nizes the necessity of a psychological point of view and technique; law has caught a glimpse of the fact that it has to deal with human nature; the ministry has hit upon the fact that the soul which is to be saved and made like unto the divine is the human mind; the merchant has discovered that impression, attention, interest, satisfaction and action in salesmanship can be enhanced by knowledge of the laws of human nature; the manufacturer is beginning to realize that skill, invention, economy of process, etc., can be improved by knowledge of the nature and laws of the psychophysic organism; the great wave of interest in the conservation movement which is sweeping over this country reveals the fact that the most serious depredations we have to check are the inroads upon the human mind, and the most precious resource which the country has to conserve is the mental energy of the race; preventive medicine and eugenics invoke the science of the mind to decrease ills and increase power, happiness and beauty of mind.
In short there is a very great demand for applied psychology. The world believes in it. What, then, shall be our attitude toward this demand? I venture to suggest a point of view in the following four propositions:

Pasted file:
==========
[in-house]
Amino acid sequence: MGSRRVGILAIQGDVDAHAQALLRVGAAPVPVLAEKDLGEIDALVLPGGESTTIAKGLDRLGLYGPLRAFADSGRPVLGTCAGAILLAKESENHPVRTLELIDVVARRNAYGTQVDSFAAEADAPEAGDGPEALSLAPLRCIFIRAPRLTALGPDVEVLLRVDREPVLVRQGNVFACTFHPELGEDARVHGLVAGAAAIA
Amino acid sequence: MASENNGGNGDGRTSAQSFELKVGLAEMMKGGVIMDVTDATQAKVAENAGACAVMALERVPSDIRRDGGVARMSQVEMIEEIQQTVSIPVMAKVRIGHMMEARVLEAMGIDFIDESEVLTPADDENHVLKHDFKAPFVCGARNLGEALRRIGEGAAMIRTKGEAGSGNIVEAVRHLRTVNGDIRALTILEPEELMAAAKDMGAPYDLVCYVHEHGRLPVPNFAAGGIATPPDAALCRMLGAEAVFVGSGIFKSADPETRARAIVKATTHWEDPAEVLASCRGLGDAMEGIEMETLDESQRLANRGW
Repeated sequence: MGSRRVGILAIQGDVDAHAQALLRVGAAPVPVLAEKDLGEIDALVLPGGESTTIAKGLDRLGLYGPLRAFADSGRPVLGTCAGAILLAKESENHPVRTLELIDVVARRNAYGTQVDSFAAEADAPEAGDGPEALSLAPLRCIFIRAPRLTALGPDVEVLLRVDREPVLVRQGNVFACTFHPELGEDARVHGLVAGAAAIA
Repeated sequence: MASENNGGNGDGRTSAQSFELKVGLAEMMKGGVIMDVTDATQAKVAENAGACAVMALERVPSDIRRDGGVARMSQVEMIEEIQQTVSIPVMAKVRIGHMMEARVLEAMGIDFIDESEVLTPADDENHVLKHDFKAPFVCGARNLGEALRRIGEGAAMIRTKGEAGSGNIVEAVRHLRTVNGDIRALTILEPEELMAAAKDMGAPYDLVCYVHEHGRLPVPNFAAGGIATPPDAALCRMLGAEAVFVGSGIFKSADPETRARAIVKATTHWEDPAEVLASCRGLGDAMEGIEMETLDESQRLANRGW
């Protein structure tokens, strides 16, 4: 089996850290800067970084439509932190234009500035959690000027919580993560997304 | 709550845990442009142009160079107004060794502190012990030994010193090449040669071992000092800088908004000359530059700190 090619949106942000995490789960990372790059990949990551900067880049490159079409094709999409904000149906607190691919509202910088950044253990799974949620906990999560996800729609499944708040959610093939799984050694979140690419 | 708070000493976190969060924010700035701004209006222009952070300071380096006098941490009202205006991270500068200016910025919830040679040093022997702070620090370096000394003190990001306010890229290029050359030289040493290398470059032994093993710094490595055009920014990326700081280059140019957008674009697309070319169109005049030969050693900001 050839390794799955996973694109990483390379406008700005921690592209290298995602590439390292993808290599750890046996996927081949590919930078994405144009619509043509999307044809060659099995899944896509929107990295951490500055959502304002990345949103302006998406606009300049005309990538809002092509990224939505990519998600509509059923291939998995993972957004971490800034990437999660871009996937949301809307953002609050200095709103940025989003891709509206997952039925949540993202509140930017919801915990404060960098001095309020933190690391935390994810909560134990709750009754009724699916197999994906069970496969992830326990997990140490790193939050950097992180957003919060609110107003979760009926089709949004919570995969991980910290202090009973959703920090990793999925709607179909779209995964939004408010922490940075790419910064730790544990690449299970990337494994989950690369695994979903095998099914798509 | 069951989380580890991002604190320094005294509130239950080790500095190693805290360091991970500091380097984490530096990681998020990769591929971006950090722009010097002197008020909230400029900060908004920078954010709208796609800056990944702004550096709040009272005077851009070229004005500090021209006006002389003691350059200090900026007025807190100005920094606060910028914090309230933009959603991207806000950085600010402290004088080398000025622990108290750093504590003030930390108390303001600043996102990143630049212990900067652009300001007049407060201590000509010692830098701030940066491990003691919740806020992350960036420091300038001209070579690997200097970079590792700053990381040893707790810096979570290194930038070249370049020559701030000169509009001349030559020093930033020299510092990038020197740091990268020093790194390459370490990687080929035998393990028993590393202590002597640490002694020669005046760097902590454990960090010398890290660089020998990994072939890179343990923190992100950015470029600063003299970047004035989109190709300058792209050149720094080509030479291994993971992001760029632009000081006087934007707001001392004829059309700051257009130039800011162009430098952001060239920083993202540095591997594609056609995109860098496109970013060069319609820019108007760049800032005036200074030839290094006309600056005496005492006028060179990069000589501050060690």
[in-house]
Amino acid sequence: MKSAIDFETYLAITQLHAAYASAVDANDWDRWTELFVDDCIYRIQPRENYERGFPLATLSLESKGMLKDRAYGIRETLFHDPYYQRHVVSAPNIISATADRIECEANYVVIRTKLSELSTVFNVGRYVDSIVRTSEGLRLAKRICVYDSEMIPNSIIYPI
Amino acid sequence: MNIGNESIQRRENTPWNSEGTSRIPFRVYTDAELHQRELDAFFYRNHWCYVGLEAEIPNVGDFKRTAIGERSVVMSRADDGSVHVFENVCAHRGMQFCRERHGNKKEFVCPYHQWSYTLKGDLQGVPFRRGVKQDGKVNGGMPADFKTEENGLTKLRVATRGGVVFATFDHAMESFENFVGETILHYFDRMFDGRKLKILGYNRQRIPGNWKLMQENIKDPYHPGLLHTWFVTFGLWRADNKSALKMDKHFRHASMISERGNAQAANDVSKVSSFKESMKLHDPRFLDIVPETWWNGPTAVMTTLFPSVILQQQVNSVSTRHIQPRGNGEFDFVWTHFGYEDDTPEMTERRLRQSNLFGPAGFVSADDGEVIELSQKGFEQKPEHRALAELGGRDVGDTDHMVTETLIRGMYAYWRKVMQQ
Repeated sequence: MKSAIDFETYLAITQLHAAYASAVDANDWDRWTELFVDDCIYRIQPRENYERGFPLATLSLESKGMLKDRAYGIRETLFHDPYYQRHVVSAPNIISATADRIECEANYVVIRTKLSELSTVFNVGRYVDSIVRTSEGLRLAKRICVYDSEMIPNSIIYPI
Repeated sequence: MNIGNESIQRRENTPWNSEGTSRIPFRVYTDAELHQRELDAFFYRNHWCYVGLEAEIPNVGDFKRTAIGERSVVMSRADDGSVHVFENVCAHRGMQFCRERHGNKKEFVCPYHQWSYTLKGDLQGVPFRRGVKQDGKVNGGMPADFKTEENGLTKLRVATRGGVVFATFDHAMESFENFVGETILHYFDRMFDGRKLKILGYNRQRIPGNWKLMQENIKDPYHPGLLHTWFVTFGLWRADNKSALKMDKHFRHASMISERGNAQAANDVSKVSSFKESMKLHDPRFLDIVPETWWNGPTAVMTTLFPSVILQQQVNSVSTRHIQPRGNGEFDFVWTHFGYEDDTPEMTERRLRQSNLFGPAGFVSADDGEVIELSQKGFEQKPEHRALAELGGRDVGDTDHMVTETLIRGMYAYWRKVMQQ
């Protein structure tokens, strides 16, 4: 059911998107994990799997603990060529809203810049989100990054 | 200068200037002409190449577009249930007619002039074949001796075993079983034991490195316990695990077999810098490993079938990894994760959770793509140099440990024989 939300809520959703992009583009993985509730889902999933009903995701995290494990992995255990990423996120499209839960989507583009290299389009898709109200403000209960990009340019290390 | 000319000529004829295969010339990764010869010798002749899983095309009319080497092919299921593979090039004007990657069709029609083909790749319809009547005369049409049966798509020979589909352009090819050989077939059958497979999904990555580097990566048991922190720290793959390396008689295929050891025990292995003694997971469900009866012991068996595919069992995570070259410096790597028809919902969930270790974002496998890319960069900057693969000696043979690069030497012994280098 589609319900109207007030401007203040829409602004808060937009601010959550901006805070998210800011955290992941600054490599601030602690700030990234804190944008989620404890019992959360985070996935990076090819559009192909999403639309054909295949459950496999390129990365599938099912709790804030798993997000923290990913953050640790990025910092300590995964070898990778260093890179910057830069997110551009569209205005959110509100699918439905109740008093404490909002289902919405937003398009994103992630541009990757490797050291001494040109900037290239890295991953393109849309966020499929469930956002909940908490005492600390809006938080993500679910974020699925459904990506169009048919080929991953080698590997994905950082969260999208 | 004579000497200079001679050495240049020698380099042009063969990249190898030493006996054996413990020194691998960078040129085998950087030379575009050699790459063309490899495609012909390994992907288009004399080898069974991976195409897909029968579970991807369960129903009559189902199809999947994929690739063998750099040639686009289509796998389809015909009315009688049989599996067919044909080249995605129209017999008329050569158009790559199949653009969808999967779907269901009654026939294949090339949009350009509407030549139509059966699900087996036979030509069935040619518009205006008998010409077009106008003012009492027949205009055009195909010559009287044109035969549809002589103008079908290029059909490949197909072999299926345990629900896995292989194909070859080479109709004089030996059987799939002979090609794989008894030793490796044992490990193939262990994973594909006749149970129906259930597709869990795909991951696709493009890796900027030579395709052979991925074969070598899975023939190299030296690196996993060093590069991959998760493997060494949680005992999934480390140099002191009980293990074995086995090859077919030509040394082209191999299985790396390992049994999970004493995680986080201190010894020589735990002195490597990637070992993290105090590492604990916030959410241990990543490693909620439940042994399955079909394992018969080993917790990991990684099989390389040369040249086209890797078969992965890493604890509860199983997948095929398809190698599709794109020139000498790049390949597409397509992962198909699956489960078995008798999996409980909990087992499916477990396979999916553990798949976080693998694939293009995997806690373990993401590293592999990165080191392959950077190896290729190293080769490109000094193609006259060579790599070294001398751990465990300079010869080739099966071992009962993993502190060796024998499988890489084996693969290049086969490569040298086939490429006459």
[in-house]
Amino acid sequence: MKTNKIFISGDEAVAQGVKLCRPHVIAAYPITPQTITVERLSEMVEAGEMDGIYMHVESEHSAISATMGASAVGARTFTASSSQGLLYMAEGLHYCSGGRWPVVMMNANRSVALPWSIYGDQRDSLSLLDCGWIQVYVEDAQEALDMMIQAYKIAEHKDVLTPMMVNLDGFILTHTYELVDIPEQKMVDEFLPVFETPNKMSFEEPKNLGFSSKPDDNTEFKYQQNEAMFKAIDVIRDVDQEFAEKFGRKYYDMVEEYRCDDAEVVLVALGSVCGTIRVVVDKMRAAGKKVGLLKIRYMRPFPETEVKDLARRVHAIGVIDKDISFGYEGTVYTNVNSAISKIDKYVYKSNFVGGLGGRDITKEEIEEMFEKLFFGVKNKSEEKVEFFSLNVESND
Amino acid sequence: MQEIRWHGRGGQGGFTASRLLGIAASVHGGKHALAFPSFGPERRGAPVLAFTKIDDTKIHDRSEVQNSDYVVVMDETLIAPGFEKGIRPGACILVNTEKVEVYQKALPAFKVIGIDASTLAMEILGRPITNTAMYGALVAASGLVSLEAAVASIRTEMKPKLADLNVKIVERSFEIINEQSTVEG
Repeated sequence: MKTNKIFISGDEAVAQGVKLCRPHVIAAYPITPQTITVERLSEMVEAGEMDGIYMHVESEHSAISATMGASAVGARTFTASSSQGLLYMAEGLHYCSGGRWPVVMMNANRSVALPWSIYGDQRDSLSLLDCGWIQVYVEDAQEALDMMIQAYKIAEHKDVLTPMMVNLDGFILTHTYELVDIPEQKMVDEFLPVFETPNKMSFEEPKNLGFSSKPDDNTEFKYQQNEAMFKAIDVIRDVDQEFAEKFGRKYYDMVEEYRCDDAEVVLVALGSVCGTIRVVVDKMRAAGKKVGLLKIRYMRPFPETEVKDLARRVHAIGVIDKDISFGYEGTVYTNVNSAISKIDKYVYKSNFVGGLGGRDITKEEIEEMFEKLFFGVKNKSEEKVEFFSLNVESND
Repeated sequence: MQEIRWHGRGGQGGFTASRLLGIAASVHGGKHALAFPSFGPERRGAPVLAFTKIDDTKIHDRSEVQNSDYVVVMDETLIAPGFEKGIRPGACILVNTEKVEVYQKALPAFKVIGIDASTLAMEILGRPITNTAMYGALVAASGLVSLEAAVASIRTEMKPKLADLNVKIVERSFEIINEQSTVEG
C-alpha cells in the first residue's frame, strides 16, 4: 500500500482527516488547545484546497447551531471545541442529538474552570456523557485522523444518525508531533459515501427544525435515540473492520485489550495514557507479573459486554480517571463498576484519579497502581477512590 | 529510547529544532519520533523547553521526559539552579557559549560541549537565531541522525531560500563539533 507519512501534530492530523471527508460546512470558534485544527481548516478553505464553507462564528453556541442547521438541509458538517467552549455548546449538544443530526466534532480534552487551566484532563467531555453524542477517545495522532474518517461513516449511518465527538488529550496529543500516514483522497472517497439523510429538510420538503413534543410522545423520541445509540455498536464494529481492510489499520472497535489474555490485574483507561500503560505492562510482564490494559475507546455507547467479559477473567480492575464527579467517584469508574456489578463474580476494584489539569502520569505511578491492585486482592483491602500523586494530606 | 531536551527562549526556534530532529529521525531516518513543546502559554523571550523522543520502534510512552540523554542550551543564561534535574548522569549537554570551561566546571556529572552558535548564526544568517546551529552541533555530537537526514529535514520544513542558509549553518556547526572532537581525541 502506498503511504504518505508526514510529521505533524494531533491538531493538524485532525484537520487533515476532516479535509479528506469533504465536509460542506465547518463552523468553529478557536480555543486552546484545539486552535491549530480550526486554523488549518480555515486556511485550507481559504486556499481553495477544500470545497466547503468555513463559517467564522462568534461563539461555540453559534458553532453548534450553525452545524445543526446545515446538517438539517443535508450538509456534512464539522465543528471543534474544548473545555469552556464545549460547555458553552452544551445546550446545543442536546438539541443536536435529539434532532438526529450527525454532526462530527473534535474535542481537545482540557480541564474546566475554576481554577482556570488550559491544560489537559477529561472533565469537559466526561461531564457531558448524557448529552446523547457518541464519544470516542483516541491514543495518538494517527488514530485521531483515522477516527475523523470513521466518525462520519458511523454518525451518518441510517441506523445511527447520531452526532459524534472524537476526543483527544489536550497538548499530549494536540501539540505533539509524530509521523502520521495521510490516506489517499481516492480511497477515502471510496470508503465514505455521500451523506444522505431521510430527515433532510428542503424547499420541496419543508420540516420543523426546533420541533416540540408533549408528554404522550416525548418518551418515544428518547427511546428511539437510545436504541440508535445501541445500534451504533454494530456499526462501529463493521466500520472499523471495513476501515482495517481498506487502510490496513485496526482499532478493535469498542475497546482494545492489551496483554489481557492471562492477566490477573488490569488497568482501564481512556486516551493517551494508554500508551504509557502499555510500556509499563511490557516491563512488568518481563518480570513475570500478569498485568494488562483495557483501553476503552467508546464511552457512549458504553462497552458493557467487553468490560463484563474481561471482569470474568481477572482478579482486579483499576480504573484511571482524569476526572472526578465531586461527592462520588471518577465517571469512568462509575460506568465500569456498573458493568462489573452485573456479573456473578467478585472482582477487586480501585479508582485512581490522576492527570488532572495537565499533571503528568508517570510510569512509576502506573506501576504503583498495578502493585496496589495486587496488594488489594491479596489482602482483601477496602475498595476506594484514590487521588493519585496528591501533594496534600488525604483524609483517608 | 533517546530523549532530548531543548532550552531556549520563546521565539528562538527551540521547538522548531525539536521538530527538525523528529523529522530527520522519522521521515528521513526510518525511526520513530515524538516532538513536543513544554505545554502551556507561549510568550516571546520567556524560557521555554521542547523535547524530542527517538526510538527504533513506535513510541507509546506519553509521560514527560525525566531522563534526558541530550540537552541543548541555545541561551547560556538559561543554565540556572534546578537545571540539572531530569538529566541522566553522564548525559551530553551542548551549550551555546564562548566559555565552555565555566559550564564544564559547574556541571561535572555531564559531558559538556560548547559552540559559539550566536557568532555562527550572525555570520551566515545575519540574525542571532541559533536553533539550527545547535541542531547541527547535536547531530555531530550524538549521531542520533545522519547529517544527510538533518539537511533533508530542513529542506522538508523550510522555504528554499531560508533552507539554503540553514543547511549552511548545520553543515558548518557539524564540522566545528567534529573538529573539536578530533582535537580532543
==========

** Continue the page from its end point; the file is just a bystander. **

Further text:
1. The facts of psychology are fast becoming common knowledge which will profoundly influence thought and action. Men in all walks of life will apply their knowledge of mental life; but, be they ever so well grounded in this science, psychology is not their calling, and they will treat it merely as one of many points of view in their broad outlook.
2. All psychology is more or less practical. The psychology of the class-room is not a mere decorative frill, and we are not all the time tuning our fiddles in the academic laboratory; but the primary aim and ambition in all is academical, and it should be.
3. Research in pure science is farsighted, and thus ultimately of the greatest service. The work must be fundamental. This is its chief merit and distinguishing trait. If the investigator who gave Marconi the principles of wireless telegraphy had aimed directly at the saving of ships at sea, he would probably have failed; but he devoted himself to the mastery of an abstract principle and laid a large foundation. Countless achievements may be built upon this foundation.
4. There remains a distinct field for the consulting psychologist, an expert in psychology who may be employed as adviser in matters pertaining to the ascertained facts of mental life with reference to their bearing upon a given practical situation, or may be employed to search for or verify such facts by special investigation. He is the Marconi of psychology; the man who works out the application.
For convenience we may divide the field open to the consulting psychologist into four large divisions, namely, (1) mental pathology.